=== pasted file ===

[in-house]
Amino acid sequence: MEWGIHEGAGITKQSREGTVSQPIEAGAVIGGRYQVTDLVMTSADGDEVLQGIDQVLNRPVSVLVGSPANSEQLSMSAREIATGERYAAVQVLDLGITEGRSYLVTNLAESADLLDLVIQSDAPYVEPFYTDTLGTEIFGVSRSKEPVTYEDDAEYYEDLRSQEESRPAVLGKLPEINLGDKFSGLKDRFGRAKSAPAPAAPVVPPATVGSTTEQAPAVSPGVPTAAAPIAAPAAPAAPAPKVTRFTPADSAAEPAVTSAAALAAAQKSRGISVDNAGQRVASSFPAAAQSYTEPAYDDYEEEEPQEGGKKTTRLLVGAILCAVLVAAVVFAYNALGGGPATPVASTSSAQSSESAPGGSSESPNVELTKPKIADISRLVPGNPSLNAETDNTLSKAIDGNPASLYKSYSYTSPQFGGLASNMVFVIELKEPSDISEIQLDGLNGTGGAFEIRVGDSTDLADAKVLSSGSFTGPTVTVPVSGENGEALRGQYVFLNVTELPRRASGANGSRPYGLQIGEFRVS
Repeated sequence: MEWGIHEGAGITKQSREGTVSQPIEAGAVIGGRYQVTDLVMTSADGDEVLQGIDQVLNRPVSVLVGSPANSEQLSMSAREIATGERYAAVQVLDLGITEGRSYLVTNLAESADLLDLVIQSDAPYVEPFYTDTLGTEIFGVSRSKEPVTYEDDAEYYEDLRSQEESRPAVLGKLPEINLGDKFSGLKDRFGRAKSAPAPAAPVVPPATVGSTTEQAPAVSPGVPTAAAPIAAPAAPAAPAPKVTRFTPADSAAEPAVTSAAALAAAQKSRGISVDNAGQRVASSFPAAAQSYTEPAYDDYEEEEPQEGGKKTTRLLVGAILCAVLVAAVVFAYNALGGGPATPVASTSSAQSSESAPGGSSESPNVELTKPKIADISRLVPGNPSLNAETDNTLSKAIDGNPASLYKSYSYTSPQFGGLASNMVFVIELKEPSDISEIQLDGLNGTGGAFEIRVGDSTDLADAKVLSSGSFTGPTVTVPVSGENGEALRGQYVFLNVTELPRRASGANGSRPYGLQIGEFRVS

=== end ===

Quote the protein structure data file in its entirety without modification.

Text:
[in-house]
Amino acid sequence: MEWGIHEGAGITKQSREGTVSQPIEAGAVIGGRYQVTDLVMTSADGDEVLQGIDQVLNRPVSVLVGSPANSEQLSMSAREIATGERYAAVQVLDLGITEGRSYLVTNLAESADLLDLVIQSDAPYVEPFYTDTLGTEIFGVSRSKEPVTYEDDAEYYEDLRSQEESRPAVLGKLPEINLGDKFSGLKDRFGRAKSAPAPAAPVVPPATVGSTTEQAPAVSPGVPTAAAPIAAPAAPAAPAPKVTRFTPADSAAEPAVTSAAALAAAQKSRGISVDNAGQRVASSFPAAAQSYTEPAYDDYEEEEPQEGGKKTTRLLVGAILCAVLVAAVVFAYNALGGGPATPVASTSSAQSSESAPGGSSESPNVELTKPKIADISRLVPGNPSLNAETDNTLSKAIDGNPASLYKSYSYTSPQFGGLASNMVFVIELKEPSDISEIQLDGLNGTGGAFEIRVGDSTDLADAKVLSSGSFTGPTVTVPVSGENGEALRGQYVFLNVTELPRRASGANGSRPYGLQIGEFRVS
Repeated sequence: MEWGIHEGAGITKQSREGTVSQPIEAGAVIGGRYQVTDLVMTSADGDEVLQGIDQVLNRPVSVLVGSPANSEQLSMSAREIATGERYAAVQVLDLGITEGRSYLVTNLAESADLLDLVIQSDAPYVEPFYTDTLGTEIFGVSRSKEPVTYEDDAEYYEDLRSQEESRPAVLGKLPEINLGDKFSGLKDRFGRAKSAPAPAAPVVPPATVGSTTEQAPAVSPGVPTAAAPIAAPAAPAAPAPKVTRFTPADSAAEPAVTSAAALAAAQKSRGISVDNAGQRVASSFPAAAQSYTEPAYDDYEEEEPQEGGKKTTRLLVGAILCAVLVAAVVFAYNALGGGPATPVASTSSAQSSESAPGGSSESPNVELTKPKIADISRLVPGNPSLNAETDNTLSKAIDGNPASLYKSYSYTSPQFGGLASNMVFVIELKEPSDISEIQLDGLNGTGGAFEIRVGDSTDLADAKVLSSGSFTGPTVTVPVSGENGEALRGQYVFLNVTELPRRASGANGSRPYGLQIGEFRVS